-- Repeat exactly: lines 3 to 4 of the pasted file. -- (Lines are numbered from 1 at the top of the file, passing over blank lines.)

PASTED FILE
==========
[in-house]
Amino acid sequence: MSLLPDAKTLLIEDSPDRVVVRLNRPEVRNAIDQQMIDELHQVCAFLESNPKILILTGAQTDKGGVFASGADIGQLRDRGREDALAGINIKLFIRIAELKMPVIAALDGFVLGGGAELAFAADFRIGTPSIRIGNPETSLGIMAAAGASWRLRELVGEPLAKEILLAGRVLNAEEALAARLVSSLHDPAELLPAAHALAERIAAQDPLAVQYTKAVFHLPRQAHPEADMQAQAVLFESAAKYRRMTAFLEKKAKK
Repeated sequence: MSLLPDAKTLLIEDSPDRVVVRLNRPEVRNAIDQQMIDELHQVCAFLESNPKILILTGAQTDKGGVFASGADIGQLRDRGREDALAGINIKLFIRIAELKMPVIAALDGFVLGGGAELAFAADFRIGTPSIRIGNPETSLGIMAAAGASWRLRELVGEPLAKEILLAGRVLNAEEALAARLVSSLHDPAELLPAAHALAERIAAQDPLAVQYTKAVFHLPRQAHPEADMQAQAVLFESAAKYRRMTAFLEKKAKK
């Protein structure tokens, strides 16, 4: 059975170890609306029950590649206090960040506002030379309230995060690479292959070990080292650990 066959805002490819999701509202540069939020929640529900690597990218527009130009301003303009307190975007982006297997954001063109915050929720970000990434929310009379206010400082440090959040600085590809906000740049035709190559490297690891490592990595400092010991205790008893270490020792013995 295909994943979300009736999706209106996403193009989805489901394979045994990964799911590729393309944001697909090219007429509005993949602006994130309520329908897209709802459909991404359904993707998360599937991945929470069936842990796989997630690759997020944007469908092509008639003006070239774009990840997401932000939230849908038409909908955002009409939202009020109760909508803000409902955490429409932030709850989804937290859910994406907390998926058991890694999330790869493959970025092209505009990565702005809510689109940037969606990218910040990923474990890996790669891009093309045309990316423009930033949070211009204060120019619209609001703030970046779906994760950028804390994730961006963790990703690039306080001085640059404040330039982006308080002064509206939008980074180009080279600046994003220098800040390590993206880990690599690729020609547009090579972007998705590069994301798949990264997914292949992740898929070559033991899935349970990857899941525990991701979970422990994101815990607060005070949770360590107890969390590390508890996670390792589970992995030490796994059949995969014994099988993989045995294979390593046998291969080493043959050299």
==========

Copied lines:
Repeated sequence: MSLLPDAKTLLIEDSPDRVVVRLNRPEVRNAIDQQMIDELHQVCAFLESNPKILILTGAQTDKGGVFASGADIGQLRDRGREDALAGINIKLFIRIAELKMPVIAALDGFVLGGGAELAFAADFRIGTPSIRIGNPETSLGIMAAAGASWRLRELVGEPLAKEILLAGRVLNAEEALAARLVSSLHDPAELLPAAHALAERIAAQDPLAVQYTKAVFHLPRQAHPEADMQAQAVLFESAAKYRRMTAFLEKKAKK
């Protein structure tokens, strides 16, 4: 059975170890609306029950590649206090960040506002030379309230995060690479292959070990080292650990 066959805002490819999701509202540069939020929640529900690597990218527009130009301003303009307190975007982006297997954001063109915050929720970000990434929310009379206010400082440090959040600085590809906000740049035709190559490297690891490592990595400092010991205790008893270490020792013995 295909994943979300009736999706209106996403193009989805489901394979045994990964799911590729393309944001697909090219007429509005993949602006994130309520329908897209709802459909991404359904993707998360599937991945929470069936842990796989997630690759997020944007469908092509008639003006070239774009990840997401932000939230849908038409909908955002009409939202009020109760909508803000409902955490429409932030709850989804937290859910994406907390998926058991890694999330790869493959970025092209505009990565702005809510689109940037969606990218910040990923474990890996790669891009093309045309990316423009930033949070211009204060120019619209609001703030970046779906994760950028804390994730961006963790990703690039306080001085640059404040330039982006308080002064509206939008980074180009080279600046994003220098800040390590993206880990690599690729020609547009090579972007998705590069994301798949990264997914292949992740898929070559033991899935349970990857899941525990991701979970422990994101815990607060005070949770360590107890969390590390508890996670390792589970992995030490796994059949995969014994099988993989045995294979390593046998291969080493043959050299």